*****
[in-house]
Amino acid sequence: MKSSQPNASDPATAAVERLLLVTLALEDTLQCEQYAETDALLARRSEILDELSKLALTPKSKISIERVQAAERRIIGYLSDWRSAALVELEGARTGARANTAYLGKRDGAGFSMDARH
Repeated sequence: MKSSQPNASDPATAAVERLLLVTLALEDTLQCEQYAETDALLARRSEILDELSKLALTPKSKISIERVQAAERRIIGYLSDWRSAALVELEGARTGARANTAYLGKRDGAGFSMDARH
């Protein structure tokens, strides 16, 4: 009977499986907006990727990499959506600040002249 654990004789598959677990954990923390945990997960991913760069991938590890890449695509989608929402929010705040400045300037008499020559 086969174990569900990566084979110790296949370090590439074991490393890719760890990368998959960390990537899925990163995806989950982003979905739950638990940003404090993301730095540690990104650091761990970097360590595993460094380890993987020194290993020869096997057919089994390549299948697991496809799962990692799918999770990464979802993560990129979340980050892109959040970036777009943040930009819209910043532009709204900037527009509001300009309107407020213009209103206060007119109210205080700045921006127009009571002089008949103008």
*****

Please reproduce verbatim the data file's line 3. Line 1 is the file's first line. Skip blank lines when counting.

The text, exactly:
Repeated sequence: MKSSQPNASDPATAAVERLLLVTLALEDTLQCEQYAETDALLARRSEILDELSKLALTPKSKISIERVQAAERRIIGYLSDWRSAALVELEGARTGARANTAYLGKRDGAGFSMDARH